Diving off the Channel Islands
Right on the heels of my trip to Stockholm, the iPad accompanied me on a five-day scuba diving vacation. That meant eight hours on the road each way to and from Santa Barbara, and three days on the good ship, Conception, an 80-foot dive vessel that would take me to California's Channel Islands
I contemplated using the iPad's GPS capability for the road trip part of the journey, but gave up on that idea after wrestling with one of the better-known GPS/mapping apps for the iPad. We ended up using our car's dedicated GPS unit; a Magellan with a 7-inch screen. Unfortunately, we didn't appreciate some of the "choices" it made. For example, instead of staying on the highway, it routed us through winding, up-and-down roads in a national forest. It also couldn't help us find our way around Santa Barbara's massive marina. (It displayed it as one, large, featureless rectangle.) Fortunately, iPad's Maps app did a better job with the marina.
We found the boat, stowed our gear, and met with our fellow divers. Two other parties had also brought along their iPads, so the evening before we left port was spent comparing notes and demonstrating our iPads to the other divers. It was interesting that all three iPads were protected by Apple's innocuous black portfolio case. It's perfect for protecting the iPad from damage, but it also acts as a kind of camouflage from attracting undue attention.
The iPad's usefulness diminished when we hit the water. You can't take pictures with it, and it's not easy to upload photos to it for viewing (no SD card slot) or connect peripherals to it (no standard ports). I didn't lug my MacBook Pro with me, but did bring a netbook because that's where my dive computer uploads its data via IR. I also use the netbook because it has SD card slots and other ports; I can use my SD cards and other gizmos with it.
The iPad's GPS capability might have been handy on the water, but it only works in the presence of an AT&T signal (unless you download maps before hand). The Channel Islands are only 20 miles or so off Santa Barbara, but we had difficulty getting a sufficiently strong signal to let the iPad's GPS do its thing. Fortunately, other divers with handheld GPS units were able to plot and record our course.
The iPads did see quite a bit of duty in our downtime, as gaming consoles, eBook readers, and music players. Unfortunately, the above mentioned lack of signal strength prevented us from browsing the Web or checking our e-mail.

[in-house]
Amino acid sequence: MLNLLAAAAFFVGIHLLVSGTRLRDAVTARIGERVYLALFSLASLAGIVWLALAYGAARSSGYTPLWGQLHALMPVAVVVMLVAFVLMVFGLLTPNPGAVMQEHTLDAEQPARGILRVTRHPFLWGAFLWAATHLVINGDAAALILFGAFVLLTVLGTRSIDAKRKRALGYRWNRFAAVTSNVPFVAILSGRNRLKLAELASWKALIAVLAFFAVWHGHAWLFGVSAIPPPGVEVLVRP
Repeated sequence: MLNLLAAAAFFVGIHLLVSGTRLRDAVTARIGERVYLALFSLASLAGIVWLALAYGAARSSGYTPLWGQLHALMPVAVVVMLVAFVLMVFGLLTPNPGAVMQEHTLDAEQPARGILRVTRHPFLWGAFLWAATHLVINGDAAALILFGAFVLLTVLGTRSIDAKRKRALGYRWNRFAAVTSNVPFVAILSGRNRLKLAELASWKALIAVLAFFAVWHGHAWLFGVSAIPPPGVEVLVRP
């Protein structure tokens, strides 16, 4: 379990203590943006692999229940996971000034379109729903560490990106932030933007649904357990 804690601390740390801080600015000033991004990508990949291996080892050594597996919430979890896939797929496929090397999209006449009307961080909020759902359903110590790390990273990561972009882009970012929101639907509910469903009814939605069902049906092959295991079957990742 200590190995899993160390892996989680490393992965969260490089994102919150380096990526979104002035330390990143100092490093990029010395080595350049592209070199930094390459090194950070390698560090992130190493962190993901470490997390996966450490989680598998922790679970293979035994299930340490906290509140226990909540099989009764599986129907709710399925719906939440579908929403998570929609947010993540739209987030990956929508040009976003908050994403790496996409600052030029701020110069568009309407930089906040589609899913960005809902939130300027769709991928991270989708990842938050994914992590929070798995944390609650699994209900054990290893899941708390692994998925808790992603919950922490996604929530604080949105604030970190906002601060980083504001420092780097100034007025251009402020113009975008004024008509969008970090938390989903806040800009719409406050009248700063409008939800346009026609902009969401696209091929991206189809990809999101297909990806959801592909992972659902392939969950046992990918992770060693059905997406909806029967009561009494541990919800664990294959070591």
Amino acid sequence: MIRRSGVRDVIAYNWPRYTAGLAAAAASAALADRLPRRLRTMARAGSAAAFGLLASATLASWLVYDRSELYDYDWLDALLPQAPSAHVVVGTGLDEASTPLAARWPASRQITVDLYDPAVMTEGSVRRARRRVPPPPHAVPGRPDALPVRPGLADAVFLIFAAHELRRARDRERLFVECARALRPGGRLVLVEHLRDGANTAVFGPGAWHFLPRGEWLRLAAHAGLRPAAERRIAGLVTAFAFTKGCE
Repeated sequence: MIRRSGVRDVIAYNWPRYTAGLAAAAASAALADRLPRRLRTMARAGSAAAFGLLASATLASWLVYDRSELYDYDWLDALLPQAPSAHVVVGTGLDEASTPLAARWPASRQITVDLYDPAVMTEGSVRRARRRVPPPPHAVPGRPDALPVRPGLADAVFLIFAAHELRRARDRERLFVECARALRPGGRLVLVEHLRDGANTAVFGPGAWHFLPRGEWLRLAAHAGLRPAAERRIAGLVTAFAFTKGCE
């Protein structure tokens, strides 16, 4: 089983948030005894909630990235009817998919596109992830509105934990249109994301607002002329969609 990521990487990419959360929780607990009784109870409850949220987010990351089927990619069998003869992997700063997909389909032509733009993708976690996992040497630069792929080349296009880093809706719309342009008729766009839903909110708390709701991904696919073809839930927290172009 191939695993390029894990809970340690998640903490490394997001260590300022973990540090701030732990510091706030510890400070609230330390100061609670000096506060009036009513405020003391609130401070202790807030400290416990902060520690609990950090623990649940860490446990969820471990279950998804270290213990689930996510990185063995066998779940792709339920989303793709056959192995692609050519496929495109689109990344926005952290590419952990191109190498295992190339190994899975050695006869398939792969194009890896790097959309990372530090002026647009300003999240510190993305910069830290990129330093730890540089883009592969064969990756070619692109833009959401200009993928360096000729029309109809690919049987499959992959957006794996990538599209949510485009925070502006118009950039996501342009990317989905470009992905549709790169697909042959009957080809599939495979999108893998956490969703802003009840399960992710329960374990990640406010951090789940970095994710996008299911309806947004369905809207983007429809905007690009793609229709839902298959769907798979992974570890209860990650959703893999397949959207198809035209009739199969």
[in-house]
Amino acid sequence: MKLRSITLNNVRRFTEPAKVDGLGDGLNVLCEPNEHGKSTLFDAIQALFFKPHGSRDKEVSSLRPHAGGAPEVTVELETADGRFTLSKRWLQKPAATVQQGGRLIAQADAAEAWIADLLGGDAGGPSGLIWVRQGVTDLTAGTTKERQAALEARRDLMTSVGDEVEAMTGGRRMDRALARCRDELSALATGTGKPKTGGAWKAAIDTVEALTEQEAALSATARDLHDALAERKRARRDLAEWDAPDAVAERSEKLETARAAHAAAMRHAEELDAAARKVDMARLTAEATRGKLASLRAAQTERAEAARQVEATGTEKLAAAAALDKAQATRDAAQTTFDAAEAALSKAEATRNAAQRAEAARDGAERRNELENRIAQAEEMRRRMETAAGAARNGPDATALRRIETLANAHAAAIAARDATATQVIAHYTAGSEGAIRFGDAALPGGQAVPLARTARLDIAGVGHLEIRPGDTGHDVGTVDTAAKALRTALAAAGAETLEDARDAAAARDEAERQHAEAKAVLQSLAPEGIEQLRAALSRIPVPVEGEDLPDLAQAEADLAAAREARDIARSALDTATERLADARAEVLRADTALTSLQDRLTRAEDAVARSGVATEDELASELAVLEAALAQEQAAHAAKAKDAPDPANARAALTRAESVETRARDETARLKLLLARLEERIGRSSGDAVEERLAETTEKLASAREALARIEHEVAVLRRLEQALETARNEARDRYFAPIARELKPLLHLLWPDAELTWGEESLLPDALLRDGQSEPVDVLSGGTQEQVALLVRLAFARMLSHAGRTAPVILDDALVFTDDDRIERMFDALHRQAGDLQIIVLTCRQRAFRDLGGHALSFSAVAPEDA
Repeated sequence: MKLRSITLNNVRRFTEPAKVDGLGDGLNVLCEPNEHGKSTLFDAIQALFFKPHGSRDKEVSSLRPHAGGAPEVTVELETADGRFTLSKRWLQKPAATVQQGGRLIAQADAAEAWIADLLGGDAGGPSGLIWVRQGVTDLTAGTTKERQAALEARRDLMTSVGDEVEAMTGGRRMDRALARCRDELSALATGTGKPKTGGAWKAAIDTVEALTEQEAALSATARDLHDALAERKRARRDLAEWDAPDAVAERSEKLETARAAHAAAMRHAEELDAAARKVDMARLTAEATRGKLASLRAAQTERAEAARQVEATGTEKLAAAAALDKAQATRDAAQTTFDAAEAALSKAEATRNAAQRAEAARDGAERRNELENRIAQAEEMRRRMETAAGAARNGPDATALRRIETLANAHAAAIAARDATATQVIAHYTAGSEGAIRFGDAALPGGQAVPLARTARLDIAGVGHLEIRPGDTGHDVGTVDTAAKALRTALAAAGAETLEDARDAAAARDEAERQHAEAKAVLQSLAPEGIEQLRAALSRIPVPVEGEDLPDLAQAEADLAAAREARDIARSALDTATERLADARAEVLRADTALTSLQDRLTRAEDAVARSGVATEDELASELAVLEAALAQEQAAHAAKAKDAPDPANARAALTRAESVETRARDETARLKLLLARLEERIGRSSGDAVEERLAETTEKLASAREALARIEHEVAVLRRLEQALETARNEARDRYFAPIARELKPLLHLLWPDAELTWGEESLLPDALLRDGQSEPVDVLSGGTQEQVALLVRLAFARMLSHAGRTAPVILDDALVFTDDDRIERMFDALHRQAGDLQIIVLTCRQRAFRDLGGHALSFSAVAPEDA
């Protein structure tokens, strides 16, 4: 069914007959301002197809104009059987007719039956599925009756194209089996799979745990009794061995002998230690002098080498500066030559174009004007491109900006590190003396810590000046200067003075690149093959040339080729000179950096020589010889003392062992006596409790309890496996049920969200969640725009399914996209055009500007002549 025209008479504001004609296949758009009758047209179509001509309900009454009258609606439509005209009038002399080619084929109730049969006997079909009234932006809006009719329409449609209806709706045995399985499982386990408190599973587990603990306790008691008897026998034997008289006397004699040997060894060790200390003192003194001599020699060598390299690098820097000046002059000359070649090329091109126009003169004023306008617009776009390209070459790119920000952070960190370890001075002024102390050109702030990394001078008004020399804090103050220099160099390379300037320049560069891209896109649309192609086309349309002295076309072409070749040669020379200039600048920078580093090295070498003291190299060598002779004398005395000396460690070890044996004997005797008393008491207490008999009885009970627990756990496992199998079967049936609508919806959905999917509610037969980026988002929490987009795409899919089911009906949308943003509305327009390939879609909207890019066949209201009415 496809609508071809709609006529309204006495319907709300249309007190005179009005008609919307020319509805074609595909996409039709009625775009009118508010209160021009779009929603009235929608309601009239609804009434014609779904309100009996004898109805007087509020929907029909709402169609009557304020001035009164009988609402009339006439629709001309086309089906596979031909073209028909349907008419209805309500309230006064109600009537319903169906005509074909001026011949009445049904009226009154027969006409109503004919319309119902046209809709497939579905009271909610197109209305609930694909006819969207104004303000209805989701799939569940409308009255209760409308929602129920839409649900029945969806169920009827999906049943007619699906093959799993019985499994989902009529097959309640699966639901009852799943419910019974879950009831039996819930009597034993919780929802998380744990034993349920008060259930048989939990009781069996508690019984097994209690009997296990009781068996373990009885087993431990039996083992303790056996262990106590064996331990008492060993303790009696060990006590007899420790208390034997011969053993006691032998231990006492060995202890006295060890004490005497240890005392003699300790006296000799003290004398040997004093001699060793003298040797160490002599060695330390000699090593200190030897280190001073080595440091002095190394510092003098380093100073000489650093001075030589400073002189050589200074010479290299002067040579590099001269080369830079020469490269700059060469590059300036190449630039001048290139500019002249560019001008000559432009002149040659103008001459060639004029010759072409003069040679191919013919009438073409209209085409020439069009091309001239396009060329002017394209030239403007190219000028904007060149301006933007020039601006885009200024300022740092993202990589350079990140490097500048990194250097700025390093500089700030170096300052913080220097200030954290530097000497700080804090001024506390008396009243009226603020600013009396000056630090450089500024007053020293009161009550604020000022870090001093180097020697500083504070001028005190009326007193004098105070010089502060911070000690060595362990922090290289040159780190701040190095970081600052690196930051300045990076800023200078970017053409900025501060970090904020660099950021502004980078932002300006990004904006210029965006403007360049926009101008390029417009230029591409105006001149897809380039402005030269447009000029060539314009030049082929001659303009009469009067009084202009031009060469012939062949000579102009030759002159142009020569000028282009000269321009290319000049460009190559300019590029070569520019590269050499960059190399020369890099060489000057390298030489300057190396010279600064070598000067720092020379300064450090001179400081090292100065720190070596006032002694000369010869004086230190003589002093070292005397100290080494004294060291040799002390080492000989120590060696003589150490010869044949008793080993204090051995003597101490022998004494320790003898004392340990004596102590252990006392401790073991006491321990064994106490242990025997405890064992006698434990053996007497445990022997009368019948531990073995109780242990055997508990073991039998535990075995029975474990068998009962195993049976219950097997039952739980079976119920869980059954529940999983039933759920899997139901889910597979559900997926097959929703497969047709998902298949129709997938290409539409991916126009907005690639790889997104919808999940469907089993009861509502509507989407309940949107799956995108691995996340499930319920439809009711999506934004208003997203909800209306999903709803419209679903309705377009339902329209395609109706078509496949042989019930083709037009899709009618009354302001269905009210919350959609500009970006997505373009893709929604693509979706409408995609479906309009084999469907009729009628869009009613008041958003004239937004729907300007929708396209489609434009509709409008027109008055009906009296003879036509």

AT&T reception was better in the car on the way home. Consequently, I spent some time catching up on e-mail, Facebook, news, etc. The iPad Maps app was functional again, and it proved a great complement to my brain-dead, onboard GPS system. However, the experience was overshadowed by the constant "lost signal" messages. I understand the limitations of cell coverage, but it quickly became very frustrating. (Verizon's attack commercials, all of a sudden, looked pretty real.)
The iPad: Don't leave home without it
My experience traveling with the iPad cemented its place on my don't-leave-home-without-it list. It's super-easy to carry and use, especially when it's resting securely in the Apple iPad (portfolio) Case ($39, apple.com/ipad/accessories). Its instant on/off capability beats the sleep/standby modes of conventional laptops by a mile. And its battery life is almost phenomenal. I read an eBook on my iPad for virtually the entire 9-hour flight from Stockholm back to Chicago; I ended the flight with 40% of the battery charge left.
I did notice a few minor problems I wanted to mention. First, though you can use the iPad while it's charging, charging the battery will take longer if you do. Second, the glossy, reflective display is a fingerprint and smudge magnet. Sure, they wipe off very easily, but you are constantly tapping and swiping the screen. In bright light the smudges are hugely noticeable and downright embarrassing.
Would I trust the iPad as my sole means of computing on the road? It depends. As I already mentioned, it was comforting to have the MacBook along on my trip to Stockholm. And although I didn't bring the MacBook with me on my diving trip, I did need to use a netbook for a number of dive-related purposes.
For now and for my needs, the iPad doesn't do it all—but does do quite a bit!